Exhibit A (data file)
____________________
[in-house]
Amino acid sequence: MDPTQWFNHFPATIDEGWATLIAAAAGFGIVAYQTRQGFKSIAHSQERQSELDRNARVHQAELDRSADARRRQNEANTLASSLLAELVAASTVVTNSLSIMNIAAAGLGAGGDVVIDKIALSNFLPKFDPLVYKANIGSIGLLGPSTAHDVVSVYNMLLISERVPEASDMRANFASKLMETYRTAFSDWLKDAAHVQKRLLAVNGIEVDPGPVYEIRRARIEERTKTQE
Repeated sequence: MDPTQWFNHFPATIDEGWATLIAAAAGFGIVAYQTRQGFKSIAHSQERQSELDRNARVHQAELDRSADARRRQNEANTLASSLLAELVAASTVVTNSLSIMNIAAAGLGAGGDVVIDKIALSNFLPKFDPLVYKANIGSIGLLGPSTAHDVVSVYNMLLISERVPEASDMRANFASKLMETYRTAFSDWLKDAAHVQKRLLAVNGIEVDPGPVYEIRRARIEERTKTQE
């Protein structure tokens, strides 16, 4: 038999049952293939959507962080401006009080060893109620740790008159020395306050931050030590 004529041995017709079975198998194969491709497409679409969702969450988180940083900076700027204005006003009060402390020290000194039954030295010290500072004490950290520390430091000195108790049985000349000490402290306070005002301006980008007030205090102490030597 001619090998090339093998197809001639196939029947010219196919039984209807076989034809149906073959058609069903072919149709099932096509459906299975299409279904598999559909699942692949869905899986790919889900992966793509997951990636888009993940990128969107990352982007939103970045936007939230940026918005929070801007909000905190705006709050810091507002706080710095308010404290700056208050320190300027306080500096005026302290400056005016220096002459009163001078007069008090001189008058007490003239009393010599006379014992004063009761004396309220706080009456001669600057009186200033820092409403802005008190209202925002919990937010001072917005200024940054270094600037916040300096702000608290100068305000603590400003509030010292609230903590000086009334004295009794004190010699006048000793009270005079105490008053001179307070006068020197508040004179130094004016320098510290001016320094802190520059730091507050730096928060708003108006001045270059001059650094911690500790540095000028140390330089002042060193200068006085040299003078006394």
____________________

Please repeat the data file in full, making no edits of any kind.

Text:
[in-house]
Amino acid sequence: MDPTQWFNHFPATIDEGWATLIAAAAGFGIVAYQTRQGFKSIAHSQERQSELDRNARVHQAELDRSADARRRQNEANTLASSLLAELVAASTVVTNSLSIMNIAAAGLGAGGDVVIDKIALSNFLPKFDPLVYKANIGSIGLLGPSTAHDVVSVYNMLLISERVPEASDMRANFASKLMETYRTAFSDWLKDAAHVQKRLLAVNGIEVDPGPVYEIRRARIEERTKTQE
Repeated sequence: MDPTQWFNHFPATIDEGWATLIAAAAGFGIVAYQTRQGFKSIAHSQERQSELDRNARVHQAELDRSADARRRQNEANTLASSLLAELVAASTVVTNSLSIMNIAAAGLGAGGDVVIDKIALSNFLPKFDPLVYKANIGSIGLLGPSTAHDVVSVYNMLLISERVPEASDMRANFASKLMETYRTAFSDWLKDAAHVQKRLLAVNGIEVDPGPVYEIRRARIEERTKTQE
């Protein structure tokens, strides 16, 4: 038999049952293939959507962080401006009080060893109620740790008159020395306050931050030590 004529041995017709079975198998194969491709497409679409969702969450988180940083900076700027204005006003009060402390020290000194039954030295010290500072004490950290520390430091000195108790049985000349000490402290306070005002301006980008007030205090102490030597 001619090998090339093998197809001639196939029947010219196919039984209807076989034809149906073959058609069903072919149709099932096509459906299975299409279904598999559909699942692949869905899986790919889900992966793509997951990636888009993940990128969107990352982007939103970045936007939230940026918005929070801007909000905190705006709050810091507002706080710095308010404290700056208050320190300027306080500096005026302290400056005016220096002459009163001078007069008090001189008058007490003239009393010599006379014992004063009761004396309220706080009456001669600057009186200033820092409403802005008190209202925002919990937010001072917005200024940054270094600037916040300096702000608290100068305000603590400003509030010292609230903590000086009334004295009794004190010699006048000793009270005079105490008053001179307070006068020197508040004179130094004016320098510290001016320094802190520059730091507050730096928060708003108006001045270059001059650094911690500790540095000028140390330089002042060193200068006085040299003078006394």